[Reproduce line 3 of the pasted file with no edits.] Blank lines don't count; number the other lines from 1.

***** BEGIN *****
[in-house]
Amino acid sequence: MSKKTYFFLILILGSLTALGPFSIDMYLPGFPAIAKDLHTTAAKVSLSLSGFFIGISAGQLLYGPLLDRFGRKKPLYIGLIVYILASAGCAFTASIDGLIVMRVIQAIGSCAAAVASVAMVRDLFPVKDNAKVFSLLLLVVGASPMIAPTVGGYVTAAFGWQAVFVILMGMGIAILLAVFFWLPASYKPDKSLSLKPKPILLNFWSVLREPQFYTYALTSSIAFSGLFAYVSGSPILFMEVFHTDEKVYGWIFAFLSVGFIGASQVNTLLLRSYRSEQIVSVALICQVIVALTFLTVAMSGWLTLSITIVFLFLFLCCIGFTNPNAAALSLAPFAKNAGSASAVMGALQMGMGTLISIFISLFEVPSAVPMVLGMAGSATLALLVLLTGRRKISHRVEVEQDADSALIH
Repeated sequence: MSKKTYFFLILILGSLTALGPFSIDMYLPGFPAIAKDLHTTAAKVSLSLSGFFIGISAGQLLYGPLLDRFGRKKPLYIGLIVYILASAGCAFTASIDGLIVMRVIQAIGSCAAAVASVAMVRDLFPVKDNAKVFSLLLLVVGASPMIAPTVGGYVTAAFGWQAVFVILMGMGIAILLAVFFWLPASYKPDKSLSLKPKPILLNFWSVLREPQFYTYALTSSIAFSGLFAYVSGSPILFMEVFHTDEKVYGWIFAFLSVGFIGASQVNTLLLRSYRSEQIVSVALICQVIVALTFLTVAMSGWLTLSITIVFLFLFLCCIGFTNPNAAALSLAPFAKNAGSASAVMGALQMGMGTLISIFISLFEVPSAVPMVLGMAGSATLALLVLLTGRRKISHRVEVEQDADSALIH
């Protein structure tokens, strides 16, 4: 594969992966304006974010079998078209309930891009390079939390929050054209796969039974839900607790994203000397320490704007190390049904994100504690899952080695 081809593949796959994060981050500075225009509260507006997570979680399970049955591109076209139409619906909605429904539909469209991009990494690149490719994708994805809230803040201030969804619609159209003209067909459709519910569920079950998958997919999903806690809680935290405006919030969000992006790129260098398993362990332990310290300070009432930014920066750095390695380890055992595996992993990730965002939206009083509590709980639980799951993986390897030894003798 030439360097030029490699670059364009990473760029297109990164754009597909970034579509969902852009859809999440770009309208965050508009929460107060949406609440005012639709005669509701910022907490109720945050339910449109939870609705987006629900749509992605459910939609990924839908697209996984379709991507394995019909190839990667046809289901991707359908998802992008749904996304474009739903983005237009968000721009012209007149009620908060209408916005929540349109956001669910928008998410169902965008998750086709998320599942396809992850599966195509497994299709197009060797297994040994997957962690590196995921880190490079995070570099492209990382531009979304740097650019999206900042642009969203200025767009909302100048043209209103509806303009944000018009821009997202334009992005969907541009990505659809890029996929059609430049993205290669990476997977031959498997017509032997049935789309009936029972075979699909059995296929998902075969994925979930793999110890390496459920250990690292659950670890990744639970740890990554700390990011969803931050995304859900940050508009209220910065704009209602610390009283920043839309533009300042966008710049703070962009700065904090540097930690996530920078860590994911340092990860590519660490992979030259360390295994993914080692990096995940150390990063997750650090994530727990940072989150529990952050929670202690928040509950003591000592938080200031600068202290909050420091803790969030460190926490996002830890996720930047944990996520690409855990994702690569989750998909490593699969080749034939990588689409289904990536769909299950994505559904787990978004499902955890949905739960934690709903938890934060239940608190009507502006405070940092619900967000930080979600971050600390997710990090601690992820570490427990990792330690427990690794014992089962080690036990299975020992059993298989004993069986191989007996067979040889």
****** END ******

Repeated sequence: MSKKTYFFLILILGSLTALGPFSIDMYLPGFPAIAKDLHTTAAKVSLSLSGFFIGISAGQLLYGPLLDRFGRKKPLYIGLIVYILASAGCAFTASIDGLIVMRVIQAIGSCAAAVASVAMVRDLFPVKDNAKVFSLLLLVVGASPMIAPTVGGYVTAAFGWQAVFVILMGMGIAILLAVFFWLPASYKPDKSLSLKPKPILLNFWSVLREPQFYTYALTSSIAFSGLFAYVSGSPILFMEVFHTDEKVYGWIFAFLSVGFIGASQVNTLLLRSYRSEQIVSVALICQVIVALTFLTVAMSGWLTLSITIVFLFLFLCCIGFTNPNAAALSLAPFAKNAGSASAVMGALQMGMGTLISIFISLFEVPSAVPMVLGMAGSATLALLVLLTGRRKISHRVEVEQDADSALIH